This post goes against my personal blogging rules. I didn’t take any pictures of the meal I am about to describe, so I am going to try to paint a verbal picture and see if I can get my point across.
Yesterday was one of the first rainy, almost-winter days that happen in fall in Portland. It was damp, verging on, but not quite, raw. When I got home I was tired and chilled. I turned on the fireplace and upped the heat and started thinking about dinner.
I knew that S had gotten some Pacific Black Cod the other day, as well as some of my favorite Padron peppers from Viridian Farms. After flipping through some of our fishy cookbooks, I settled on a recipe for Cod with Roasted Garlic. Luckily the peppers came with instructions. Wide egg noodles seemed like a good choice for another side dish.
The fish required the most preparation. In my usual fashion, I used the recipe (from Leith’s Fish Bible) as a starting point, largely ignoring it once I got started. I peeled about 15 heads of garlic and set them to roast in about 1/2 cup of good olive oil in a 400 degree oven. Once that was underway, I seasoned some all-purpose flour with salt, freshly ground black pepper, and crushed aleppo pepper. I rinsed the Cod fillet (it was a nice thick piece) and sprinkled it with salt and pepper before dredging it in the flour mixture.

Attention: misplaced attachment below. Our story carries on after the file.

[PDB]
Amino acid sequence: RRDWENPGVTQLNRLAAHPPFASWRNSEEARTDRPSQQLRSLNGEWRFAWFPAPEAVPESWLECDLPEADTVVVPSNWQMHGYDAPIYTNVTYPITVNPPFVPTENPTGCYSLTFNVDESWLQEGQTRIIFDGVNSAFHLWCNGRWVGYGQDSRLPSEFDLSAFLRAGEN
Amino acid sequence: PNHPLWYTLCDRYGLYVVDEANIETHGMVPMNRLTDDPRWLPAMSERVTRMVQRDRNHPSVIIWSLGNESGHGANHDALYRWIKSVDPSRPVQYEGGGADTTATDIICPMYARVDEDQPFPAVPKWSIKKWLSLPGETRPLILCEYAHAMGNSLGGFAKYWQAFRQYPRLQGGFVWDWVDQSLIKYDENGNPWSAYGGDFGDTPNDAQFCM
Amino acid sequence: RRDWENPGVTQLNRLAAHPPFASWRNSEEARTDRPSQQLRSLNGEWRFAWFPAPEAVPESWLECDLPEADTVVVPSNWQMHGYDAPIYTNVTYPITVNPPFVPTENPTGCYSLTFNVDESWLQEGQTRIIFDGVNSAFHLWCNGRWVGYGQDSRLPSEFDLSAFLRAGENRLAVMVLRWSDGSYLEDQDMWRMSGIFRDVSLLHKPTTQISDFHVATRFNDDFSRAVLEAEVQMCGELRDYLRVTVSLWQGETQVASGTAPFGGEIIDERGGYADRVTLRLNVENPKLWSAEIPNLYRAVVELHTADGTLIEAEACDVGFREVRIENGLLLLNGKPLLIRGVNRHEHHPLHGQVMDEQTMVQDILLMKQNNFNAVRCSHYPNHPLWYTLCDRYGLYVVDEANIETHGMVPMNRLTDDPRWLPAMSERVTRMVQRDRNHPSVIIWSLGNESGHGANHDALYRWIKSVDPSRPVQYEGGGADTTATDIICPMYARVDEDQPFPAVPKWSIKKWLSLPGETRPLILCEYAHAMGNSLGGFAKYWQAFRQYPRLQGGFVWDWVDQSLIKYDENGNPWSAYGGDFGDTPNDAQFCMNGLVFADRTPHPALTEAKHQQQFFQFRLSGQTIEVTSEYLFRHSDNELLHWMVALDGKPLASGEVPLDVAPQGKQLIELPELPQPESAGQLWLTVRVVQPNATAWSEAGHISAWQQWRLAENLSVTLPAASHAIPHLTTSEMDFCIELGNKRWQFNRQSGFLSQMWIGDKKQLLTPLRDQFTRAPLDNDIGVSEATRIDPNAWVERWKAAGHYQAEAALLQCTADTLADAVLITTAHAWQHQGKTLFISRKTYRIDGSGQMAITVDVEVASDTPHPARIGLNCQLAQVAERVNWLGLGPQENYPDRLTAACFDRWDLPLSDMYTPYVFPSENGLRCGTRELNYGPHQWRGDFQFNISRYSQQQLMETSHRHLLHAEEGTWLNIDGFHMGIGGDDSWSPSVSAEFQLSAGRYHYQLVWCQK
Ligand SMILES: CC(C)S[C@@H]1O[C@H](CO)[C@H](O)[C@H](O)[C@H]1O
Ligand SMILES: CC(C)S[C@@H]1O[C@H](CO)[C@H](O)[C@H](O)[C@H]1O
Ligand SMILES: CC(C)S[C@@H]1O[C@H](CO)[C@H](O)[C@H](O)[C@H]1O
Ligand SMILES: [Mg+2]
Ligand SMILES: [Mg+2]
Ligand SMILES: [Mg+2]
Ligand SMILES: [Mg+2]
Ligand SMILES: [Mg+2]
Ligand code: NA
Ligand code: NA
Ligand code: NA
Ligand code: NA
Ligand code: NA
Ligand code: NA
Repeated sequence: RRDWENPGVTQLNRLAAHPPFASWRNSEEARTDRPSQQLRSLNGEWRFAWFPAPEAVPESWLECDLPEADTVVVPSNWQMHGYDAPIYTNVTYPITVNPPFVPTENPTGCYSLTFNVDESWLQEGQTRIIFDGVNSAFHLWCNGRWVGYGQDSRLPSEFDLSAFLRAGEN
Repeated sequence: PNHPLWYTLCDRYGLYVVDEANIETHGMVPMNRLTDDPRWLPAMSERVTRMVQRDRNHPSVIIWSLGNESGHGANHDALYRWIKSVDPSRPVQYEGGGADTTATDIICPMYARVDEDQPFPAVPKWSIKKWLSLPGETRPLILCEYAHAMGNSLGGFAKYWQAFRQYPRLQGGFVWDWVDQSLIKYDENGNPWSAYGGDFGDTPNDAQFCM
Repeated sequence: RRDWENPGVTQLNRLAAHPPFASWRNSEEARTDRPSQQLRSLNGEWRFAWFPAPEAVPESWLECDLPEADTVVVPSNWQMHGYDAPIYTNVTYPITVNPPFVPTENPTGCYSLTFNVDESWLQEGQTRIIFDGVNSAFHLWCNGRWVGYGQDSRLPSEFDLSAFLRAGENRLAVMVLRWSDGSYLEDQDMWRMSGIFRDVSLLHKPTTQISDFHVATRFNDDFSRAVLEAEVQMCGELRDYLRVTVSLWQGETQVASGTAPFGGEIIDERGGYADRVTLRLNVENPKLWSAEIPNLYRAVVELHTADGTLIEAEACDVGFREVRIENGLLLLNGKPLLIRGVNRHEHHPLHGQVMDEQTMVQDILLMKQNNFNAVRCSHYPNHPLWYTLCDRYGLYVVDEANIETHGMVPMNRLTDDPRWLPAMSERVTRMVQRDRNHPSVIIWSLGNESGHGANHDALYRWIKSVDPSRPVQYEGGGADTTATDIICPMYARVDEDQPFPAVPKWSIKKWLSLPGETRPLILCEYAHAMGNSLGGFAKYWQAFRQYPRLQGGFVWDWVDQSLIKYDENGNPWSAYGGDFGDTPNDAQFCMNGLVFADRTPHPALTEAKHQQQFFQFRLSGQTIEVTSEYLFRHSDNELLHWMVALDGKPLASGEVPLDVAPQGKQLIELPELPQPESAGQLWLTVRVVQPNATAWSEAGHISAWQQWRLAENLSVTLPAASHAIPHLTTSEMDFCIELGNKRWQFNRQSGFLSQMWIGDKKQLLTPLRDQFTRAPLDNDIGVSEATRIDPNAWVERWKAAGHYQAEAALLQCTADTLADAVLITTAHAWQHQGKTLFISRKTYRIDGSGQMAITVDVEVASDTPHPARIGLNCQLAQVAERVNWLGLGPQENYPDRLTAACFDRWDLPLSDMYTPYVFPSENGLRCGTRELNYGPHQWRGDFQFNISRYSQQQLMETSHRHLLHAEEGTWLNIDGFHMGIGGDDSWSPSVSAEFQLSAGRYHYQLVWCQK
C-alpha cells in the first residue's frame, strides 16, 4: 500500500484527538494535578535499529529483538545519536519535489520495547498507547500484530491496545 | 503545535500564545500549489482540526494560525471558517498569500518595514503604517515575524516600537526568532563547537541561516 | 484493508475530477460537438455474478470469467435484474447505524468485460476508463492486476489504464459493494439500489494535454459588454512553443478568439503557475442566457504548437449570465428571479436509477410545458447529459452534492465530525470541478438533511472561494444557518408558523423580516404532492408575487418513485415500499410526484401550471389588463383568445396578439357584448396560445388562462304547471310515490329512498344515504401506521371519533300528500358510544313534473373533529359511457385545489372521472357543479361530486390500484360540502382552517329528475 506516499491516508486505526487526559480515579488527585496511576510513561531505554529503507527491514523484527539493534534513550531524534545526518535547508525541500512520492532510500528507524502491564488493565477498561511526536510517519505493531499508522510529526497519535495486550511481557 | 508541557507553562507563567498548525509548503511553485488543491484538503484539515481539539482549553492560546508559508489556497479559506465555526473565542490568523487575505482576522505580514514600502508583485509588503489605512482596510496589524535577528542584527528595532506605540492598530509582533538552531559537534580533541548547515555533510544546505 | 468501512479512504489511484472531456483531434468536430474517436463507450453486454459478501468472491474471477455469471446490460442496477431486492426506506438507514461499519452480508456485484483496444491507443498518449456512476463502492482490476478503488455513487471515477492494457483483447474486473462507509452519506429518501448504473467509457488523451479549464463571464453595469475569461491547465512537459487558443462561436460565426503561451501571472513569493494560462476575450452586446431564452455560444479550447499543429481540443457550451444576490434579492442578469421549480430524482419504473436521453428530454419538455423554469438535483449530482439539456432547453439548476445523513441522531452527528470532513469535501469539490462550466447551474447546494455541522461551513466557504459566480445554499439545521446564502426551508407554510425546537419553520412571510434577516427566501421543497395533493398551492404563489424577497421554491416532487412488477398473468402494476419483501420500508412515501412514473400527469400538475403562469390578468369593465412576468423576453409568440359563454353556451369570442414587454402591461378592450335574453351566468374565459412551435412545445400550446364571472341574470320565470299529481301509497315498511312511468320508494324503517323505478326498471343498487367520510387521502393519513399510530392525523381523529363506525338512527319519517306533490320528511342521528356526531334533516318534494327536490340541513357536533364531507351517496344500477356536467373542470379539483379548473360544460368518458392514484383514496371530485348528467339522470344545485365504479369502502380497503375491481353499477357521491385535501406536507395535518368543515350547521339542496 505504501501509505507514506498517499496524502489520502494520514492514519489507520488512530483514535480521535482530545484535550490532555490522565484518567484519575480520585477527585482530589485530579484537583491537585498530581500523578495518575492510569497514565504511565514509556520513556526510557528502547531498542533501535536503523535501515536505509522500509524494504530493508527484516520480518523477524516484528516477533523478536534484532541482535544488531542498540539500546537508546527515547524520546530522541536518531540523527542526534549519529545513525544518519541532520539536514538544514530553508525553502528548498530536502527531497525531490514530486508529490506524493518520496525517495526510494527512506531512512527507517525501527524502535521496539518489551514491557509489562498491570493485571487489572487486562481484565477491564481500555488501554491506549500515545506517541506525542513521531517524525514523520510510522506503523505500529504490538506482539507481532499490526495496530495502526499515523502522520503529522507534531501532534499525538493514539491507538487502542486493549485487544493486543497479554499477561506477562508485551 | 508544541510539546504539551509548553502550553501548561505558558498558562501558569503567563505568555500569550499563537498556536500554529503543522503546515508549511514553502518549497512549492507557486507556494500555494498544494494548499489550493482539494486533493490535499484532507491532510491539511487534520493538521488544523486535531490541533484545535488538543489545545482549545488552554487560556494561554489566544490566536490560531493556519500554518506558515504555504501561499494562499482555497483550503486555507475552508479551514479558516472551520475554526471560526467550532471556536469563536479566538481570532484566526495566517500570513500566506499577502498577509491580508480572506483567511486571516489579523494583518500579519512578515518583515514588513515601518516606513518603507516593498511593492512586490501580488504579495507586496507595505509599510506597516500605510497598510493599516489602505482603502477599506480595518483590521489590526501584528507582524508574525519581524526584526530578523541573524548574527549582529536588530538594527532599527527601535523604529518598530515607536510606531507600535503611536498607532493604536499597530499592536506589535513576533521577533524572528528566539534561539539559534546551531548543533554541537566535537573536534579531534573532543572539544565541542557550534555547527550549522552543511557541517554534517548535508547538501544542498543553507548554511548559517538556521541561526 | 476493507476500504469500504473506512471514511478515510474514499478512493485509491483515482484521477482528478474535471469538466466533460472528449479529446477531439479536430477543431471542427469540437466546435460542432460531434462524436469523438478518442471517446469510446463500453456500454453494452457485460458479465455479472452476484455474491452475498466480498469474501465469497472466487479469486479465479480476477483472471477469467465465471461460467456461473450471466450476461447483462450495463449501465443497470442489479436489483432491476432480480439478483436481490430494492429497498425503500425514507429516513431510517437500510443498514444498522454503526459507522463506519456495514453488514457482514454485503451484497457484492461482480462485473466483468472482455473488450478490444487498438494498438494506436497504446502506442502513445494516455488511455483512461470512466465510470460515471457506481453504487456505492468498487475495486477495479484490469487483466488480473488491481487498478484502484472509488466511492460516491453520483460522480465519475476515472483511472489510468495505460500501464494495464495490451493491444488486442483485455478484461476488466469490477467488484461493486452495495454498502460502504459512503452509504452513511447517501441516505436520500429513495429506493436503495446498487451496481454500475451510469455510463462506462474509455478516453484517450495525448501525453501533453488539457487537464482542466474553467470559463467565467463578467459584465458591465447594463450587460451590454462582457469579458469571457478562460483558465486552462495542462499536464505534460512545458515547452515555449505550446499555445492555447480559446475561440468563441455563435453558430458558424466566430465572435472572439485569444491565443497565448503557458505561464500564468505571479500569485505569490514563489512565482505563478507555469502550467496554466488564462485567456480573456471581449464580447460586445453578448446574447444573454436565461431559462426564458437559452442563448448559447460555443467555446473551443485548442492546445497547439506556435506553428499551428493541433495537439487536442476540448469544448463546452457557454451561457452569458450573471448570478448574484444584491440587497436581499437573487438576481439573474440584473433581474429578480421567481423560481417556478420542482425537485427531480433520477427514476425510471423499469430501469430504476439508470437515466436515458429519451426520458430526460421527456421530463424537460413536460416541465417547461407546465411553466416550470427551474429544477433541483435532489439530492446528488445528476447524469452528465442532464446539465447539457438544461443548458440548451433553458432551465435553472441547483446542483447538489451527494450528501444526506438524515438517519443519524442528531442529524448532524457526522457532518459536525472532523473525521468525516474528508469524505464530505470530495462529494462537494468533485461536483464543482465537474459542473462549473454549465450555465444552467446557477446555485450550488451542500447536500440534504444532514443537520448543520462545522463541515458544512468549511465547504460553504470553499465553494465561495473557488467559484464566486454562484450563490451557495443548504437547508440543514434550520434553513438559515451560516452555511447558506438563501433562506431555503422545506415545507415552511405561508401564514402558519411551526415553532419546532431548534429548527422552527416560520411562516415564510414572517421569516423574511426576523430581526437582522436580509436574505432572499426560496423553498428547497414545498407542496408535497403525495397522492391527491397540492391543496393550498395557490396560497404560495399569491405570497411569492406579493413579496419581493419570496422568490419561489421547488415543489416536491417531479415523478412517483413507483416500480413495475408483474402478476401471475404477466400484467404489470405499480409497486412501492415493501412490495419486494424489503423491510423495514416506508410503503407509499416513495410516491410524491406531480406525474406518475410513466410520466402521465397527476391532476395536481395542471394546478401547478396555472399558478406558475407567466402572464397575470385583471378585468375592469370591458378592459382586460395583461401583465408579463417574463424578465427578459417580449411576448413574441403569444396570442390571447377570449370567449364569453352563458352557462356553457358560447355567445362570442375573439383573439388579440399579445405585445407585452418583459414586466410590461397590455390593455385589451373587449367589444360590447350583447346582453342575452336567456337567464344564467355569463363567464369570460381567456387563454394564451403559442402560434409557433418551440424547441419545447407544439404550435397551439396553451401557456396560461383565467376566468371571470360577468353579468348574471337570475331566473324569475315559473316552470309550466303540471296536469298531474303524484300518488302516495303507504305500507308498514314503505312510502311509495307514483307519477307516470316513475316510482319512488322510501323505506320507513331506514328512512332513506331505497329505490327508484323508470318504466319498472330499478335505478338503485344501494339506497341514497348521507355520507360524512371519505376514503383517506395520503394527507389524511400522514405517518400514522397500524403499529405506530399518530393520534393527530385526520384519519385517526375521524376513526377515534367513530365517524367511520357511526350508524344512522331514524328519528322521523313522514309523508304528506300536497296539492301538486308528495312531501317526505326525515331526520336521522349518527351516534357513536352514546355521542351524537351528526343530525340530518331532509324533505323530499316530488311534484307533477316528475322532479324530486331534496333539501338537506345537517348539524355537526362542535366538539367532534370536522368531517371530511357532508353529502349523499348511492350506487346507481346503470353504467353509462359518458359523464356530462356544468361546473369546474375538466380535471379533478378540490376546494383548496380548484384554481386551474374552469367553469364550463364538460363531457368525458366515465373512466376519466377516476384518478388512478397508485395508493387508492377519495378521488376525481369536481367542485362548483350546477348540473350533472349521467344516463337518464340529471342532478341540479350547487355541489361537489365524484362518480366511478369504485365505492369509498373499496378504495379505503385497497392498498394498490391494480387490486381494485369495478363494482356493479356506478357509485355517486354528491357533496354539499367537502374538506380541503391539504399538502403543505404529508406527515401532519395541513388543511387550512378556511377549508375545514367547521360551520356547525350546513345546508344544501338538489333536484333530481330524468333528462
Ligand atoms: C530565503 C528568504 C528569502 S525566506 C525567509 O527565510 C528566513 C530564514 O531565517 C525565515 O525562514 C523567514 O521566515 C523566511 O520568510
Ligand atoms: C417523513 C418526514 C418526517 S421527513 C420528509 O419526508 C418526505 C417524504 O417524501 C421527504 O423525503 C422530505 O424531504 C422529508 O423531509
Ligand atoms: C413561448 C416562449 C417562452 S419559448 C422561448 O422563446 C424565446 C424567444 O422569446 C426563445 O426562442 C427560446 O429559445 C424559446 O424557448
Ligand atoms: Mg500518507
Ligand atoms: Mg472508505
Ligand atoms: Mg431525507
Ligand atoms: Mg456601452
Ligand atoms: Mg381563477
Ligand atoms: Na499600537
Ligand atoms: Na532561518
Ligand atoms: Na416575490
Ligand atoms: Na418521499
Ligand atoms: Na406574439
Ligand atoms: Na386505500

Once the garlic was soft, I removed it from the oil. Making sure the oil was good and hot (I actually put it back into the oven to reheat it a bit) I slid the fillet into the oil and put it in the oven. After about 3 minutes, I flipped the fish and left it to poach in the oil for another 8 minutes. I arranged the roasted garlic cloves and some lemon slices around the edges of a small platter and laid the oil-poached fillet in the middle.
While all of that was going on, I heated some more olive oil in a small, non-stick skillet, added the Padron peppers and some salt and sauted them all until they were just starting to brown and blister. I tossed them into a bowl and took them to the table.
The wide egg noodles were cooked until just done and tossed with even more olive oil and some of my favorite harissa, a little sweeter than many but with just the right amount of heat.
Served with a bottle of Ayres Oregon Pinot Noir it was a lovely meal, perfect for a rainy October night. Sorry I didn’t get any pictures!